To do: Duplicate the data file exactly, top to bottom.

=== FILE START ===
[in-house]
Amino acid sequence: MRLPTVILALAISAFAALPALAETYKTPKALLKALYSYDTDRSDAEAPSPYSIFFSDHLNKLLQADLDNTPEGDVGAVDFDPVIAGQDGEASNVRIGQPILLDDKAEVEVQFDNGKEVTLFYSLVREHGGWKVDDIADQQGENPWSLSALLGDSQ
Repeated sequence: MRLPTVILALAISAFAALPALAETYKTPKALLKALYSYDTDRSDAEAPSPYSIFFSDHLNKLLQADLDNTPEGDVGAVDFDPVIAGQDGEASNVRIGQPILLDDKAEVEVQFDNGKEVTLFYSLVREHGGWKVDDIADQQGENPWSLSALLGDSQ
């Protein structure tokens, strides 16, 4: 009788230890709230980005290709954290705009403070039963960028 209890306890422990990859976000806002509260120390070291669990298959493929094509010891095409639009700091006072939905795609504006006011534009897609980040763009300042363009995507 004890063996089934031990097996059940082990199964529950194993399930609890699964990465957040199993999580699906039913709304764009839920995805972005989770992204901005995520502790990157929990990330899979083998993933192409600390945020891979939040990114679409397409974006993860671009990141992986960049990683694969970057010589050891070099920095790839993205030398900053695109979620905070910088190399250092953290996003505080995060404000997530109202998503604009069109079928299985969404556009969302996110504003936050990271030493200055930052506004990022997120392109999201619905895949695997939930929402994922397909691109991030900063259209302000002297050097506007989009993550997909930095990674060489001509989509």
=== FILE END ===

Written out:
[in-house]
Amino acid sequence: MRLPTVILALAISAFAALPALAETYKTPKALLKALYSYDTDRSDAEAPSPYSIFFSDHLNKLLQADLDNTPEGDVGAVDFDPVIAGQDGEASNVRIGQPILLDDKAEVEVQFDNGKEVTLFYSLVREHGGWKVDDIADQQGENPWSLSALLGDSQ
Repeated sequence: MRLPTVILALAISAFAALPALAETYKTPKALLKALYSYDTDRSDAEAPSPYSIFFSDHLNKLLQADLDNTPEGDVGAVDFDPVIAGQDGEASNVRIGQPILLDDKAEVEVQFDNGKEVTLFYSLVREHGGWKVDDIADQQGENPWSLSALLGDSQ
């Protein structure tokens, strides 16, 4: 009788230890709230980005290709954290705009403070039963960028 209890306890422990990859976000806002509260120390070291669990298959493929094509010891095409639009700091006072939905795609504006006011534009897609980040763009300042363009995507 004890063996089934031990097996059940082990199964529950194993399930609890699964990465957040199993999580699906039913709304764009839920995805972005989770992204901005995520502790990157929990990330899979083998993933192409600390945020891979939040990114679409397409974006993860671009990141992986960049990683694969970057010589050891070099920095790839993205030398900053695109979620905070910088190399250092953290996003505080995060404000997530109202998503604009069109079928299985969404556009969302996110504003936050990271030493200055930052506004990022997120392109999201619905895949695997939930929402994922397909691109991030900063259209302000002297050097506007989009993550997909930095990674060489001509989509």